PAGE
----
I hate to say it, but 4 hours straight might have been a little heavy. I usually do about an hour and when I feel my concentration slipping I'll go and chill out for about 15 minutes before getting focused again. Set yourself time limits and goals to achieve and DON'T OVER DO IT!!

    I really hope you do well in this next set of exams and hopefully this might have helped a little bit
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    If you want to learn something, and I mean really learn it so that you can recite it at will then use this site: quizlet.com

    It's amazing for vocabulary for languages, for dates and quotations for History, or learning set texts/ speeches or anything. Basically you put in the list of things you want it to test you on then keep going at it until you get them all right. Then repeat.

    It's basically tapping in to that video game ability our generation has. I found it ridiculously useful and hope everyone else does as well.
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    i hate alevels, just saying
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    Something you could do is to use a memory journey if you have to remember certain things in an order. You should pick a journey you do every day, perhaps going to school or from the point you wake up to the point you're eating your breakfast. At each part of that journey, pick an object, for example, you bed, and associate part of what you need to learn with that bed and keep doing that with other objects in your journey, you should then be able to learn quite a lot of facts in the correct order
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    Firstly, make sure you're not mucking up your routine by revising late at night or anything - confusing your body will only make you exhausted and moody. Sleep when you're tired, eat when you're hungry.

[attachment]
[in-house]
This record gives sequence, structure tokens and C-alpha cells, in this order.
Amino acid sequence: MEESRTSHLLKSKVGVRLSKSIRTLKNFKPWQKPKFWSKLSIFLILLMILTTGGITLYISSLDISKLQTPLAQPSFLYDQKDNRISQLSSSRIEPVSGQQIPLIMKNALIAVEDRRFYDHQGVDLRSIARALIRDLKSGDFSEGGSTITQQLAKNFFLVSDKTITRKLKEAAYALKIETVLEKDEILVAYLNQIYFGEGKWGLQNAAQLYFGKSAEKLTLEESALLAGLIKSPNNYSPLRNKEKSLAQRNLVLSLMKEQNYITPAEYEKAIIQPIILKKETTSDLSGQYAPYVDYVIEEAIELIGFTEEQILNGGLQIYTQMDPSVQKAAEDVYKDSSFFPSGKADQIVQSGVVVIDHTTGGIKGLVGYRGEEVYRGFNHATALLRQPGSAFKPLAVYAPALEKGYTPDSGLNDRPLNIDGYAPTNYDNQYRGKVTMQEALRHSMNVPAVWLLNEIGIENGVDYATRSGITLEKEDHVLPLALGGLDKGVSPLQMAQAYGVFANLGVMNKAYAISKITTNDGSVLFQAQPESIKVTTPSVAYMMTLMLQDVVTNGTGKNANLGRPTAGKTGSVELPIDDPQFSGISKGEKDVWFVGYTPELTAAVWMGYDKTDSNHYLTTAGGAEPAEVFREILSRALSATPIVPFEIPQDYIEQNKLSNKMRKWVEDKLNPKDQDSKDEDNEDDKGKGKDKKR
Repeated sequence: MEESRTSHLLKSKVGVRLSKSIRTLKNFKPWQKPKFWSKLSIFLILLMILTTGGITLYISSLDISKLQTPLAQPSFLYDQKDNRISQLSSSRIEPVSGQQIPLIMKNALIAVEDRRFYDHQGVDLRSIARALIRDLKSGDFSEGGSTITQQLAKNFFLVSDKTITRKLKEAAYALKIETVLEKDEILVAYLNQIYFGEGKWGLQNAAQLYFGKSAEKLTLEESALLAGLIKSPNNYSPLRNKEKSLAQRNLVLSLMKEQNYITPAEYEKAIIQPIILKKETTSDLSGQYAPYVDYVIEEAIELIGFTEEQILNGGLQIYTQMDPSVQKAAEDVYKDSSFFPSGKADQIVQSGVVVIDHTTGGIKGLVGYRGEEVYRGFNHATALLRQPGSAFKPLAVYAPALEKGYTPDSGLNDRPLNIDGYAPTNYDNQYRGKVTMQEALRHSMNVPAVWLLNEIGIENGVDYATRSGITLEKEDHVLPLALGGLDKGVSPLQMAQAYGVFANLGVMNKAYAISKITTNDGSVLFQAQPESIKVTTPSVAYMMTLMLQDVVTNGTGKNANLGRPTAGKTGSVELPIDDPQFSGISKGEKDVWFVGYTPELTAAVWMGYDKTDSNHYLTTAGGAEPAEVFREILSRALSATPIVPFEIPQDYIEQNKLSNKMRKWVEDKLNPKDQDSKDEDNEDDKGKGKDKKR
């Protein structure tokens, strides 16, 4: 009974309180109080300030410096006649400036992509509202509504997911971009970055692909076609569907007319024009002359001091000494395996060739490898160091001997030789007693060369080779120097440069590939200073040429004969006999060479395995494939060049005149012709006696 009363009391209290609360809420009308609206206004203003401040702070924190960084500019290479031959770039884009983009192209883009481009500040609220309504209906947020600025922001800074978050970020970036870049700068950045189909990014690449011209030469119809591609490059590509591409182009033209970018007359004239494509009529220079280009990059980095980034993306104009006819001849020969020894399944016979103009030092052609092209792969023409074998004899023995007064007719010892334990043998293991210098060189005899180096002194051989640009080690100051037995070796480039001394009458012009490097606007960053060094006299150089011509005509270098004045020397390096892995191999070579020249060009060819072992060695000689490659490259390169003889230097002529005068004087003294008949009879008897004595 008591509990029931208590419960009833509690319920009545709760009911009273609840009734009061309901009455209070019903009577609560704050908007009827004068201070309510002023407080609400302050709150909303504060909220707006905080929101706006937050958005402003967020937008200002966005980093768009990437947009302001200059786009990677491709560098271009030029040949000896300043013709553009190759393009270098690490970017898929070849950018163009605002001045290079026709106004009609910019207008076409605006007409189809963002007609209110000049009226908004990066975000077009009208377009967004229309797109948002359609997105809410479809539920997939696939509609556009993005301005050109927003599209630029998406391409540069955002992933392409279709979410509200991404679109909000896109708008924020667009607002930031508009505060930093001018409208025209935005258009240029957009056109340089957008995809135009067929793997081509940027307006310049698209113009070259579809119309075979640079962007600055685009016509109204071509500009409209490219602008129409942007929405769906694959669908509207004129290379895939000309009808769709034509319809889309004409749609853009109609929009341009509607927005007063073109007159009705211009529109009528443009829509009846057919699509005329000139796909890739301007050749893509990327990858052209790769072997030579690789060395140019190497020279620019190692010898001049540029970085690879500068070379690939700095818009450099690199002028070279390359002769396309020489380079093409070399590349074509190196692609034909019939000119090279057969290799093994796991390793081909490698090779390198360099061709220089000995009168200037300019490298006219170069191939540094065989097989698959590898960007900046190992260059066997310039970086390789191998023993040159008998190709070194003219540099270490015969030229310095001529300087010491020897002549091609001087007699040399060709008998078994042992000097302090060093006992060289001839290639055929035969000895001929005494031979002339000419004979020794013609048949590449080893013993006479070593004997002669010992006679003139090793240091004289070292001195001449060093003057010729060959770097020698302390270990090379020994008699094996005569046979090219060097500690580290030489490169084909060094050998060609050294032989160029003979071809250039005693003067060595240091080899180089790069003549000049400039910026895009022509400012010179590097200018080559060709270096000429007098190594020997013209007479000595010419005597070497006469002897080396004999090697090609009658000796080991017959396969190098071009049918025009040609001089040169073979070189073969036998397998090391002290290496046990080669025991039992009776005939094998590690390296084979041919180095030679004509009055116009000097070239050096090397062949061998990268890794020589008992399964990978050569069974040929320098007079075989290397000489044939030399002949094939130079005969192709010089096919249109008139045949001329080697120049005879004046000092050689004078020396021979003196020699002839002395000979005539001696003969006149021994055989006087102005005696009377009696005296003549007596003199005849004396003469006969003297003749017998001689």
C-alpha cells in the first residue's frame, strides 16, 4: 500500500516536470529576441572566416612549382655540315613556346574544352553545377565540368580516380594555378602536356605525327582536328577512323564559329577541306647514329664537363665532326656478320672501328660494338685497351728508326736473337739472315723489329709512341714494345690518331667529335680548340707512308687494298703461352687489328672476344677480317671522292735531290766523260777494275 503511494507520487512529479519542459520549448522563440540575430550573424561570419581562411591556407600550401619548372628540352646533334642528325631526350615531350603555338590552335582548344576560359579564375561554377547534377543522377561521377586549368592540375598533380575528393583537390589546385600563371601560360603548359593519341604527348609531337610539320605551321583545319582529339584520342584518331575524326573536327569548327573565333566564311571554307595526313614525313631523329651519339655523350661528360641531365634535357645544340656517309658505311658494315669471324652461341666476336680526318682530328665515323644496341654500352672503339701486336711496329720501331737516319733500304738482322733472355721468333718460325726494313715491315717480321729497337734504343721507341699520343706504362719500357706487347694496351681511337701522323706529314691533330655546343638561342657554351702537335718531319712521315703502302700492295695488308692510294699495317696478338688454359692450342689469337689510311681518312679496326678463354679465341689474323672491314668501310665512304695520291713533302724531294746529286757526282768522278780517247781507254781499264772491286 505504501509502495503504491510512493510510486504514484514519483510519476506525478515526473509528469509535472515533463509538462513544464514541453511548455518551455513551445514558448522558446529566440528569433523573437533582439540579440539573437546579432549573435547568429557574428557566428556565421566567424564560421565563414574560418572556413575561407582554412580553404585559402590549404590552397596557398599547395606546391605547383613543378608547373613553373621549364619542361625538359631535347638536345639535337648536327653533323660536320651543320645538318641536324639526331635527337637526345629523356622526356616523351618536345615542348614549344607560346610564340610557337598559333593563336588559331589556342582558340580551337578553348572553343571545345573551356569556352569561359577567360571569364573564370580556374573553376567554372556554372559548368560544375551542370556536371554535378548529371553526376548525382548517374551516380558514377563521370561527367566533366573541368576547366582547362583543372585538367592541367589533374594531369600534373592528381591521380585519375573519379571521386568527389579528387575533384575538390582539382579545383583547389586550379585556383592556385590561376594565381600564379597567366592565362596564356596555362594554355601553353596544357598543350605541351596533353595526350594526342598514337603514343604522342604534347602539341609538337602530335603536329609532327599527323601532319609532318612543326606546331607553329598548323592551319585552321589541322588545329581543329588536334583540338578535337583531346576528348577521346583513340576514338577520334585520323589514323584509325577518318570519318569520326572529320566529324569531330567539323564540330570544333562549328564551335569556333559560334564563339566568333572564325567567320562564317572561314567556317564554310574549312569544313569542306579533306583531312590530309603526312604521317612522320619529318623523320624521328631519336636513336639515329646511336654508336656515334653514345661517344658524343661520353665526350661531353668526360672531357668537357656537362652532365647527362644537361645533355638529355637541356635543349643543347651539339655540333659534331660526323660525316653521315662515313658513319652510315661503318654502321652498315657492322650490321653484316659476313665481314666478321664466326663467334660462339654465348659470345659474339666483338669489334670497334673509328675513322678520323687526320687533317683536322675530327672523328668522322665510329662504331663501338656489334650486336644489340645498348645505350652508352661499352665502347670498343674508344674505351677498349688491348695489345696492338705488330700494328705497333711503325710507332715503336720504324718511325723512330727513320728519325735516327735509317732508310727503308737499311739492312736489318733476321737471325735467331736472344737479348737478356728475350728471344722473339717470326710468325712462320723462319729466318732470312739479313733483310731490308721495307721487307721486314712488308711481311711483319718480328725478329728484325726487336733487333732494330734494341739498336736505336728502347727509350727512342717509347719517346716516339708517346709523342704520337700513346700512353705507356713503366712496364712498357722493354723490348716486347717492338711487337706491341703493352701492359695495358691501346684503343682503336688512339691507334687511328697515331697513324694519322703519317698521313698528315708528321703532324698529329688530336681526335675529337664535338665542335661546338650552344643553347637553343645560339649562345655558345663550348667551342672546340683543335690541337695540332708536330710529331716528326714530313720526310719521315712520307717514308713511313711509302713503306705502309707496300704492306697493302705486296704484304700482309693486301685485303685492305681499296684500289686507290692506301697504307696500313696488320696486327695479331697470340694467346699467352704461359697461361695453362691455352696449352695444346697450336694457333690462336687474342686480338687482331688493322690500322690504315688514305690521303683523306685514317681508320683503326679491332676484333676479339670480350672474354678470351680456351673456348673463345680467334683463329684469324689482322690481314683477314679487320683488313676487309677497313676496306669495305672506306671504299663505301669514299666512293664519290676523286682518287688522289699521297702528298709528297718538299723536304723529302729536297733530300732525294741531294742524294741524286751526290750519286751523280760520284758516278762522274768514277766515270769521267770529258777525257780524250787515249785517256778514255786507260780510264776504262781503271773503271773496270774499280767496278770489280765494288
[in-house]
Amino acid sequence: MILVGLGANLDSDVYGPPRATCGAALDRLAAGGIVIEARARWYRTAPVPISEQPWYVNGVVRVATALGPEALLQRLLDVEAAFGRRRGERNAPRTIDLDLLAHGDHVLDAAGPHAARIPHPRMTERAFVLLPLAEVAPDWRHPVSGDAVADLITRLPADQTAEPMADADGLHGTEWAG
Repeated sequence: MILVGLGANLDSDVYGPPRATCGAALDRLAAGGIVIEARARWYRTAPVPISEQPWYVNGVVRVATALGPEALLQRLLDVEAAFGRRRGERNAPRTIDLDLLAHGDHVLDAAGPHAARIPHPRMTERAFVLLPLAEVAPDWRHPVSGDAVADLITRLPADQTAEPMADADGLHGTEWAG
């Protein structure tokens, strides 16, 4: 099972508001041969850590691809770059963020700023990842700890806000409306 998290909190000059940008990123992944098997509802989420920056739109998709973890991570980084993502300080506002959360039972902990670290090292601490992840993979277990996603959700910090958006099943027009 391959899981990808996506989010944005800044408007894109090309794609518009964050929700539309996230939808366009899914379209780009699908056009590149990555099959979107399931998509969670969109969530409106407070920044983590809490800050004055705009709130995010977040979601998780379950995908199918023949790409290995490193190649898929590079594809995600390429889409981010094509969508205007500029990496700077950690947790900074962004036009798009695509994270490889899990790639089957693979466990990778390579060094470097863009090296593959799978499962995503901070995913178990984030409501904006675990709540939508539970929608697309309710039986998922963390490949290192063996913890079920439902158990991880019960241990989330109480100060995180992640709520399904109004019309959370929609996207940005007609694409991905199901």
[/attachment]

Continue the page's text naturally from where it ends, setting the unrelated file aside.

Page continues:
Secondly, recall. Learning information is okay but getting people to test you on it means you remember it better and can detect any areas of weakness faster.
    Also, not entirely sure how much this helped, but i've tried remembering stuff in other stressful or distracting situations such as under time pressure or when listening to loud radio programmes - theory being that if i've learned it well enough to remember then, it'll probably stay during the exam.
    Lastly, during the exam, remember to breathe. Helps to combat the adrenaline which will otherwise just make your head spin.
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    Sorry I haven't read the whole thread but.
    Science: Learn the mark scheme, particularly some boards repeat the same questions every single year to a ridiculous extent, and exam technique can be more important than course content. Learn it till you can get over 90% on past papers.

    Humanities: study and then condense your notes onto one word document or notebook or something. It helps you remember. Also, any subjects with long written questions make essay plans to revise - you learn what you need to and it saves planning time.

    And here's a good and humourous cracked article about what not to do: http://www.cracked.com/blog/the-7-du...ramming-exams/

    (Read the above article even if you ignore my post)
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    (Original post by daydreamaway)

    Do stupid anecdotes (like for enzyme inhibitors I thought of a couple that NEED to get together (substrate and enzyme) being cockblocked (inhibited) by the girl's boyfriend. Ridiculous, but it worked)
    :rofl: :rofl: That's cool lol. One of the funniest thing's I've ever heard lol.
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    Don't study for long periods. This was my revision timetable which got me AAAAB (Scottish highers) and thus an unconditional.
    45 minutes study.
    30 minutes break.
    45 minutes study.
    30 minutes break.
    45 minutes study.
    30 minute break.
    45 minutes study.
    30 minute break.
    45 minutes study.
    30 minute break.
    45 minutes study.
    30 minutes break.
    30 minutes study.


    Thats 5 hours study although 4 would be suffice.
    Use the last 30 minutes as a re-cap, and the first 45 to go over stuff that you covered already covered, e.g. stuff you learned the day before or from the previous week. Repetition is essential to ensure the knowledge goes into your long-term memory. Also, regular breaks are key to keep your mind awake.
    Past papers and marking schemes are all useful.
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    Ok, bit of background info:
    Before January, I was very laid back and uncaring, the kind of "revision...LULZ" type of guy and I crammed a few days before the exams.
    I currently take Bio, Chem, Maths and Business Studies at AS. My results in January were A,C,C,B respectively.